How Now, Red Cow

It’s a blockbuster, all right. No longer the blue and yellow of the former movie-rental site, but the crimson of Red Cow, its new beer-and-burger occupant, serving the hungry hordes patrolling 50th & France.

Launched by an offshoot of the Blue Plate casual-dining empire, the hour-long Tuesday evening wait is culinary proof that “If you fry it, they will come” — at least, if the burgers are decent and the beer flows well. Which they are and it does. And the diner-friendly servers could probably sell you sno-cones in a blizzard if they tried.

Seated at last in the been-here-forever setting (well, since last week) of faux-barn wood, with “vintage” filament lights swaying from the HVAC tunnels and “antique” pressed tin that top the room, we shared three apps from the suds-suited snack list ($3.50 for caramel-bacon popcorn to $13 for cheese and salumi plate).

I cannot resist a good, or even indifferent, poutine—Canadians’ revenge on the pristine french fry—and this kitchen offers not one, but three renditions. Our choice—a skillet heaped with slender frites loaded with duck confit in rich and tasty ribbons, abetted by sweet, balsamic-braised onions and savory marbles of goat cheese. Wickedly successful.           

Next, a trio of pork belly sliders, served on mini-buns from Wuollet’s Bakery which shares the parking lot. Ours held juicy pork belly dripping with you-know-what, draped over a lick of cilantro-lime aioli and scattering of orange ponzu, then heaped with corn salsa and raw cabbage ribbons—an unnecessary, and unadept, flourish. (Or order the pastrami sliders, like baby Reubens.)

Next came quarters of Scotch eggs, a staple of any British pub and serving this one simply and successfully—hardboiled eggs enveloped in a slim and crispy, deepfried batter crust, well-partnered with a snappy, clear-the-brain beer-and-mustard sauce. Or choose from suds buddies like wings, mussels, onion petals, cheese curds.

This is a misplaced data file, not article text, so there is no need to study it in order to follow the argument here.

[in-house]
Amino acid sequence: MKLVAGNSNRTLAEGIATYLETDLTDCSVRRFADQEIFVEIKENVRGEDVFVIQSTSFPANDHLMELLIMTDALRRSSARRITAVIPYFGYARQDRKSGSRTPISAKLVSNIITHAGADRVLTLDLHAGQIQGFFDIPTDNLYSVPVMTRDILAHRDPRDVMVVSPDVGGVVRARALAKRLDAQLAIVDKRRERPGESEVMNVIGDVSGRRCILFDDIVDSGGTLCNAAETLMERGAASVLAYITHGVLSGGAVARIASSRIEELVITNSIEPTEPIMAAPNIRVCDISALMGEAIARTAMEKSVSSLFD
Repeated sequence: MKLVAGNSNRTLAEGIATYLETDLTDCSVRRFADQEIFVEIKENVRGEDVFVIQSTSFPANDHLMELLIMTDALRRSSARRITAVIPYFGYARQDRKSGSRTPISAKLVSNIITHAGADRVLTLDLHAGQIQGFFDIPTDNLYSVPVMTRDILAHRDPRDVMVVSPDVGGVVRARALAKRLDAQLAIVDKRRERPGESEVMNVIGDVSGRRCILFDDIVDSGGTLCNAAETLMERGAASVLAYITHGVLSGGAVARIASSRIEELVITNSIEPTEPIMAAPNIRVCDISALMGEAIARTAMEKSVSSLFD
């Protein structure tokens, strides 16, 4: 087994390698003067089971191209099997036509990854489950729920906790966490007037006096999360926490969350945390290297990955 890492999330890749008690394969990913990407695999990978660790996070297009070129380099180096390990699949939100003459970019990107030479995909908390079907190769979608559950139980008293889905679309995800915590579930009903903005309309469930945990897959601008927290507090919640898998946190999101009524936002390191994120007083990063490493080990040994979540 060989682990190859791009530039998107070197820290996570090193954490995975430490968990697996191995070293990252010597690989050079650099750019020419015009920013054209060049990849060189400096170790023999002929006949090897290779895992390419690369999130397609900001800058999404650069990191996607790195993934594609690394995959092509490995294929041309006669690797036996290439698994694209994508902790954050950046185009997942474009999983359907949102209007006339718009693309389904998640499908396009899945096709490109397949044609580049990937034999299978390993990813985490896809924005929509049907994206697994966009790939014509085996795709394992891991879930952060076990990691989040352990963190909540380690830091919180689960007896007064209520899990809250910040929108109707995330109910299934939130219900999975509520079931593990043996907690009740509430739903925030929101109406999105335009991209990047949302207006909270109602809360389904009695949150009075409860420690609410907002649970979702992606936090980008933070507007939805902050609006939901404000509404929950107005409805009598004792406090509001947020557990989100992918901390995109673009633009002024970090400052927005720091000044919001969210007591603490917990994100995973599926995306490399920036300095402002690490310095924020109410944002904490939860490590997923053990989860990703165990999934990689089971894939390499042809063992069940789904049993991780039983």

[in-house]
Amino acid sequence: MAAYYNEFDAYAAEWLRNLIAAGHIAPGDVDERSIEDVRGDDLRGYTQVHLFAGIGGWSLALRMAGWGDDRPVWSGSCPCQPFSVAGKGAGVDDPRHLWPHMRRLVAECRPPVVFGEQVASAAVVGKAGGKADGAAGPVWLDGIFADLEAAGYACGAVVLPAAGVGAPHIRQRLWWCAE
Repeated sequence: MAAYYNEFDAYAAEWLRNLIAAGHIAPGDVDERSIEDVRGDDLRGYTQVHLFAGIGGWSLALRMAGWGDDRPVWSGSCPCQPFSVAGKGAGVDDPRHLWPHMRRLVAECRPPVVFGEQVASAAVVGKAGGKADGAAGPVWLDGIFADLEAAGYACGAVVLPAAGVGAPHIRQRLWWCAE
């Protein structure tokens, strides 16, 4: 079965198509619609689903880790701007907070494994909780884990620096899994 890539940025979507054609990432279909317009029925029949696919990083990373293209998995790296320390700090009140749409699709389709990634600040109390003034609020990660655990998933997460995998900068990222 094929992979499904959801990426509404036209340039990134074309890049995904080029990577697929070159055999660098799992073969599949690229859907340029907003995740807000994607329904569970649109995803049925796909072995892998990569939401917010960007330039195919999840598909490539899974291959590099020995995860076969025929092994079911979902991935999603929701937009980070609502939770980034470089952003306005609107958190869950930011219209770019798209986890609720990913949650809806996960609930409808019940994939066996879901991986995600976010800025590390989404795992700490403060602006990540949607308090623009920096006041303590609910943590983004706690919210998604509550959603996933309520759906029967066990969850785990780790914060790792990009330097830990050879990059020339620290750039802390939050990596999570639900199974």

Salads are there for the health addicts and also come as a side option to the 15 burger choices, as do fries or slaw, both of which are generic. But the burgers are anything but. They range from bison to elk Wellington, from salmon to duck, with vegetarian options in Italian and curry styles, plus a breakfast number (think—or shudder at—peanut butter on your Angus beef), all $10 range.

Our Barcelona version paired a medium-sized Angus pattie—juicy and middle of the road—with a mantle of manchego cheese, prosciutto, sweet red peppers and a slick of smoked aioli on one of those Wuollett buns. The lamb burger conveyed more flavor oomph, but a pairing with mint jelly (shades of gone-but-not-mourned Continental cuisine) and jalapeno cream cheese proved not a good fit. Overall winner: the turkey burger, incorporating the crunch of pistachios with the mild meat, given a modest bump of that cilantro-lime aioli and an incongruous bite of radishes beside sprigs of arugula.

Desserts ($4-6.50) come from next door: Wuollet’s raspberry soufflé, red velvet cupcake, chocolate mousse, and ice cream with biscotti. And, holy Red Cow! Both the lengthy beer and wine lists (many BTG) are interesting, affordable, and worth the drive.


Red Cow
3624 W. 50th St.
767-4411 (no reservations)